Save Our Cities launches 'Dollars for Jobs' drive Goal is to create 3,000 positions BALTIMORE CITY

June 24, 1993|By Edward Lee | Edward Lee,Staff Writer

The local Save Our Cities chapter kicked off a drive yesterday to raise money to create 3,000 public works jobs.

Dubbed "Dollars For Jobs," the campaign seeks to raise $250,000 from individuals, communities and corporations, said former Rep. Parren J. Mitchell, co-chairman of the local chapter, at a news conference at Baltimore City Hall.

Mayor Kurt L. Schmoke pledged a matching grant of $250,000 in municipal funds.

The first day of the drive netted $2,517, said co-chairwoman Sister Katherine Corr.

Mr. Mitchell said the proceeds will be used as "seed money" to create 3,000 public works jobs in Baltimore in such areas as housing construction and renovation.

He said the group will try to convince the federal government to give the group $10 for each $1 raised.

Save Our Cities is a national organization that urges the federal government to invest more money in urban areas. The group organized a march on Washington last year to draw the government's attention to problems in the cities. Another march is planned for Aug. 28.

Mr. Mitchell said the organization committed itself to a fund drive after President Clinton's economic stimulus package was killed earlier this year by a Republican filibuster.

"Despite the best efforts of our friends in Congress, the federal government has turned its back on the cities . . . on unemployment, which is ravaging cities," he said. "But, we're not going to let that happen. We're going to show that we care."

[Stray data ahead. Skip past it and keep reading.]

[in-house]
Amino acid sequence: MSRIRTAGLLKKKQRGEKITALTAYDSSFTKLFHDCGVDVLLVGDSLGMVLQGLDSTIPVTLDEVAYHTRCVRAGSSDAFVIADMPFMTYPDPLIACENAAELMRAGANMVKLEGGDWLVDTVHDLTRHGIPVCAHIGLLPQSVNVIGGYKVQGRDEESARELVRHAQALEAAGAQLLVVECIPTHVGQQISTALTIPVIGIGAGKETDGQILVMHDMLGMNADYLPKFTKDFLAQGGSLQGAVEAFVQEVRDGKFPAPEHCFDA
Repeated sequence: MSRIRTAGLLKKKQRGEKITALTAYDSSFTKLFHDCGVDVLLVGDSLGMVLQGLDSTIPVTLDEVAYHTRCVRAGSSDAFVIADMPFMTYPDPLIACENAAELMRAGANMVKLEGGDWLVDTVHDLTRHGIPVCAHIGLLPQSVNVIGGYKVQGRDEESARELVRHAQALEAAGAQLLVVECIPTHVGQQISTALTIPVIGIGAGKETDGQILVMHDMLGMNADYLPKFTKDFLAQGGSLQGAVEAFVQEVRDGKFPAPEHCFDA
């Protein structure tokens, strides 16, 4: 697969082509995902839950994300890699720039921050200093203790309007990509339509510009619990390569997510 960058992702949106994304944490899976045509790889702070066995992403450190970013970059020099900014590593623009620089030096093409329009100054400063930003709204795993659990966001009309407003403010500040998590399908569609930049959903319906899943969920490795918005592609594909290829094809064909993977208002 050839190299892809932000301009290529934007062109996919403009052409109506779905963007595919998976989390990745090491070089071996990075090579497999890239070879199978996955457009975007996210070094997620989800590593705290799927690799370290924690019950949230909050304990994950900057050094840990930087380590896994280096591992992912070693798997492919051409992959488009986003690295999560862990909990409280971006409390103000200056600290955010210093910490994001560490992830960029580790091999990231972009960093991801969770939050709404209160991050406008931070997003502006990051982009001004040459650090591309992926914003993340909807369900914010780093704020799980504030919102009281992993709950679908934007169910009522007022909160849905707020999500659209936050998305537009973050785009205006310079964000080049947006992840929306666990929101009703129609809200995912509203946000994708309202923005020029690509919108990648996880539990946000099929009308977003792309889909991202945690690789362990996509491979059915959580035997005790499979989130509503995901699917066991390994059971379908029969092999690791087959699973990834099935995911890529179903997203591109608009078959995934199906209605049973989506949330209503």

About 50 people attended the news conference, including Mr. Schmoke, Council President Mary Pat Clarke and Rodney Orange, president of the Baltimore chapter of the National Association for the Advancement of Colored People.

Sister Katherine said that after talking to members of various communities, Save Our Cities discovered that unemployment was the primary concern of most residents. This, and a desire to "awaken" the federal government, were reasons for organizing the fund drive, which has no deadline.

"It isn't just about money. It's a symbol of the coalition, a symbol of people's priorities and a symbol of making the government sit up and listen," she said. "They find money for everything else. They should find money for what people want."

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